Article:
The Academy of Motion Picture Arts and Sciences votes on the best movie every year. Whatever they chose is indeed the Best Picture: They have the word science in their title, so you know they’re legit. While there’s clearly no disputing that what they deem as the Best Picture is indeed the best, I do propose that there is a way to improve most, if not all, of these movies.
I have a film degree, so I wasted $10k and years of my life to come to this knowledge and will share it with you.
Every movie ever made would be better if it starred The Muppets. That’s an indisputable fact of life—every movie. We already know that A Muppets Christmas Carol and Muppets Treasure Island are the best adaptations of those novels, and that’s because The Muppets make everything better. I’ve been on a private campaign for years now to have Hollywood make a Muppets version of whatever won Best Picture the year before.
Could you imagine if every year there was a new Muppet movie that adapted the latest Best Picture winner? That’s what Hollywood is taking away from you.
So, while this may not be realized anytime soon, I can still dream. Part of this dream is imagining all previous Best Picture winners as Muppet movies. Each of these 95 films would be improved by being Muppets, but not all of them would be equal. There’s a hierarchy to how good each of these would be as Muppet films and I’m going to tell you.
It’s important to remember that I’m not ranking these based on how good they are in their current form. That’s a different list that I’m sure somebody else has already written. This one is based on how good a Muppet version would be.
As an aside, I am writing this before the 2024 Academy Awards, but Oppenheimer would rank somewhere in the Top 20.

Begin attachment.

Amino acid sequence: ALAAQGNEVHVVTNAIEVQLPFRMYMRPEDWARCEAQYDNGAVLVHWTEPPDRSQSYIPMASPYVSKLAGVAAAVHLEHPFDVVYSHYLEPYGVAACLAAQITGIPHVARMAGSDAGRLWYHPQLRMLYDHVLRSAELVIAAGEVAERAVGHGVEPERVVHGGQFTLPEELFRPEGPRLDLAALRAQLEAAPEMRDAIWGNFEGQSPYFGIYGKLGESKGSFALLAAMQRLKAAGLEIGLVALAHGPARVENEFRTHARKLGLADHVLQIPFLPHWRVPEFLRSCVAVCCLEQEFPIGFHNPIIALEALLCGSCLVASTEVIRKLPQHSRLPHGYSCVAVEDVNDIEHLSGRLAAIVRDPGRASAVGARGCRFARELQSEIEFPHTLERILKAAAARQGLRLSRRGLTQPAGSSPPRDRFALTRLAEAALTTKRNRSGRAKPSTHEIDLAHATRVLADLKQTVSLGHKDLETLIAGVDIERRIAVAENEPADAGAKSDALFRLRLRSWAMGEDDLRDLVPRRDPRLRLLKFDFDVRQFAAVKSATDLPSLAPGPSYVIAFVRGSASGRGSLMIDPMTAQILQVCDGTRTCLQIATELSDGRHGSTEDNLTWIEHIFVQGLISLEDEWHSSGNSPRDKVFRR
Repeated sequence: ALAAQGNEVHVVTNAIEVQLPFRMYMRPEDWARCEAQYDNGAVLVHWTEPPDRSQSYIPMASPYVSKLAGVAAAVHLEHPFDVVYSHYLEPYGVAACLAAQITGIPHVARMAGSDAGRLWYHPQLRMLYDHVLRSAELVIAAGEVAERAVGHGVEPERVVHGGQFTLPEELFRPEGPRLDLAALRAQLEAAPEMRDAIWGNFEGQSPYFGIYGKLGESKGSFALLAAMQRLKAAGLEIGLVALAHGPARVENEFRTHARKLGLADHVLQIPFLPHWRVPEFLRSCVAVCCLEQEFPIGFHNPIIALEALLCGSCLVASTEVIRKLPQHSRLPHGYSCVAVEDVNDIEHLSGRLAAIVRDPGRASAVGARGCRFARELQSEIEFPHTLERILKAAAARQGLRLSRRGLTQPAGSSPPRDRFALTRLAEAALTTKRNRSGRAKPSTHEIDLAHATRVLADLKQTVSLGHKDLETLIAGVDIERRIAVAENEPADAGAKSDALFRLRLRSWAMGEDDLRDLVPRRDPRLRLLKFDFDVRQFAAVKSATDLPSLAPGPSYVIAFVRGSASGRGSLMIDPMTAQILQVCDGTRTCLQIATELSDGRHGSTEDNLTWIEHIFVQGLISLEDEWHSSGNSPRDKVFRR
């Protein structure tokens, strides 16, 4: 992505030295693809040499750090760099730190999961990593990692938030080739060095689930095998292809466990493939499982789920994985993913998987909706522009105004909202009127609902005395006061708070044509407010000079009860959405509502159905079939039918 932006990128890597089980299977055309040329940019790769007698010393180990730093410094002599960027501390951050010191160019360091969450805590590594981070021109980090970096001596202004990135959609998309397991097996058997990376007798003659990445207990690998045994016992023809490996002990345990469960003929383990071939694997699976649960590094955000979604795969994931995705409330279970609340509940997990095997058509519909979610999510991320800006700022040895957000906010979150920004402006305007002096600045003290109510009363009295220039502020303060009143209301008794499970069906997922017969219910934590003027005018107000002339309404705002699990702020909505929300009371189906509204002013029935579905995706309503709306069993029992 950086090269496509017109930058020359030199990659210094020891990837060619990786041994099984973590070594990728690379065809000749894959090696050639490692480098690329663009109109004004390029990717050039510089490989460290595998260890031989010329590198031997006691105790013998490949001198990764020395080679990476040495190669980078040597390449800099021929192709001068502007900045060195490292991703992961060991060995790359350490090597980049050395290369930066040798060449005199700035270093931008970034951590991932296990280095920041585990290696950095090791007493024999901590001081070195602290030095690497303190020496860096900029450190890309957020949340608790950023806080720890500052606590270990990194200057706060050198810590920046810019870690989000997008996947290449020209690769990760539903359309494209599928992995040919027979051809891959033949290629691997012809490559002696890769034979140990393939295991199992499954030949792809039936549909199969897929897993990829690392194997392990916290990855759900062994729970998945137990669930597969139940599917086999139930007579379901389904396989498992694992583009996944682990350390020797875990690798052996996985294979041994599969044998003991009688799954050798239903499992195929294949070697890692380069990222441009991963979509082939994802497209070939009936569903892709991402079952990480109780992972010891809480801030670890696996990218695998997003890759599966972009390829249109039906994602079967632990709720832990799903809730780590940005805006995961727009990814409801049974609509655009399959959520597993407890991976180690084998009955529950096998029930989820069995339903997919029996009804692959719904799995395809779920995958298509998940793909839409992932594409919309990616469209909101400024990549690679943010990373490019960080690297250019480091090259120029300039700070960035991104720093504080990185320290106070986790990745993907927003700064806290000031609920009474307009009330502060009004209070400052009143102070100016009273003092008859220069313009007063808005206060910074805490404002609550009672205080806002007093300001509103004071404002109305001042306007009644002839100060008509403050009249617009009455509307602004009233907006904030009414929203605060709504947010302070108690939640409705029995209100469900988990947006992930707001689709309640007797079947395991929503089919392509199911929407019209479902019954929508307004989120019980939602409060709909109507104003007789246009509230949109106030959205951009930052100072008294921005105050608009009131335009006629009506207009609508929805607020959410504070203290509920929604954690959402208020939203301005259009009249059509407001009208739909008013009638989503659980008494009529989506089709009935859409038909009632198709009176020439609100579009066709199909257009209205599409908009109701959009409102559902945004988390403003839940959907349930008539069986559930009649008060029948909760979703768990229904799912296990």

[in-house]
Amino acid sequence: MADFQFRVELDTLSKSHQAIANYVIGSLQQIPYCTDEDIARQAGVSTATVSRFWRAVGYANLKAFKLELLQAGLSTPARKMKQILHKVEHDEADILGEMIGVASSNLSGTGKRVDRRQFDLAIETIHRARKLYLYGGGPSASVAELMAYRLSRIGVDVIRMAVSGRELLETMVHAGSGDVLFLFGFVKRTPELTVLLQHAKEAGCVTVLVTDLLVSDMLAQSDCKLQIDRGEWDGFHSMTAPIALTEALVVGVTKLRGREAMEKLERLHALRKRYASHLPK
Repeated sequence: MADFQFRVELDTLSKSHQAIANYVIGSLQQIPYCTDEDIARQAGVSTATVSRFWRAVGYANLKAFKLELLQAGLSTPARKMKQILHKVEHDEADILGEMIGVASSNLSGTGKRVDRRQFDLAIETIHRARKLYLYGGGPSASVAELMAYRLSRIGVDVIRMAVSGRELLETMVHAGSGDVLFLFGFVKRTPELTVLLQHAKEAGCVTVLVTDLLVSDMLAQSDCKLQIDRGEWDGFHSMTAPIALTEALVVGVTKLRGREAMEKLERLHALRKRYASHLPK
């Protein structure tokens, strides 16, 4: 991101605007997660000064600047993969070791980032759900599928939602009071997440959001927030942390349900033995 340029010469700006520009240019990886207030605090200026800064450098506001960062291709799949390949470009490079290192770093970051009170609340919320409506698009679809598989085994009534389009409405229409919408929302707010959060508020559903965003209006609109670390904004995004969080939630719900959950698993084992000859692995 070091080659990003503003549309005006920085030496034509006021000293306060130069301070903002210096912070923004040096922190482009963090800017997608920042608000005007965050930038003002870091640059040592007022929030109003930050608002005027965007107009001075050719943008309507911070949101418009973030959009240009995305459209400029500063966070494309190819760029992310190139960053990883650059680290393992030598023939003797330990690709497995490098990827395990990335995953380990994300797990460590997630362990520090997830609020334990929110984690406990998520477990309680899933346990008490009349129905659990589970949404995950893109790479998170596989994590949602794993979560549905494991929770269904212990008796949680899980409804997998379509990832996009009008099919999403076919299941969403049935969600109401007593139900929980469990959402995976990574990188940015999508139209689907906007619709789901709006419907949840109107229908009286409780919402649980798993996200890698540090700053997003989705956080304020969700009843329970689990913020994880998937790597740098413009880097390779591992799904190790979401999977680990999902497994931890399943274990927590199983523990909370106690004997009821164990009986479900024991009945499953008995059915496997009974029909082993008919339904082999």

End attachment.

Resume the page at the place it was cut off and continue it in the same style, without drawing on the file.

95. Nomadland (2020)
Adding The Muppets to any film immediately improves it but there’s only so much our felt friends can do. I’m not here to argue with any of the 7 Nomadheads who love this movie, but watching Miss Piggy traveling around and living in her van would undoubtedly be the worst of any of these. For one, Miss Piggy as a lead would be agonizingly annoying, but there just isn’t enough going on to allow more Muppet hijinks and fun to prop up the film as anything more than solid but unremarkable.
94. The Greatest Show on Earth (1952)
A movie about a circus might make you think that a Muppets version would be incredible, but here’s the thing: the Muppets themselves are already like a circus, except better because they don’t have any clowns. There’s just nothing about The Greatest Show on Earth that we haven’t already seen The Muppets do better. There’s no doubt that Kermit and the gang would turn this into The Even More Greatest Show on Earth, but the other Best Picture winners would provide The Muppets the ability to stretch their talents more and let us see them in ways we never have before. This would be more of the same.
93. The Life of Emile Zola (1937)
A biography of 19th-century French author Emile Zola, this scores some points for being a period piece. As we all know, The Muppets excel when dropped into periods they have no business being in, and there would be some fun to be had seeing them take over French history. But it’s still a biopic, and a fairly bland and standard one at that. That’s right, even back then biopics were bland. It leaves out a lot of the more interesting and volatile parts of Zola’s life and those would be the parts that would make a Muppets version interesting. Without them, this would just be them playing dress up while we hoped they would do something more interesting given the possibilities of what they could do pretending to be French.
92. Cavalcade (1933)
Following thirty years in the life of a well-off English family in the early 20th century, Cavalcade tracks how this family is affected by major historical events like the First World War. There’s no doubt that watching The Muppets play up the melodrama would be fun, but there’s not enough here for The Muppets to do. Watching The Muppets in those historical events would be more interesting, and I doubt there’s much humor they could derive out of this premise so it wouldn’t play well to their comedic strengths either. It would honestly just be the same as the non-Muppets version but with the added benefit of Kermit.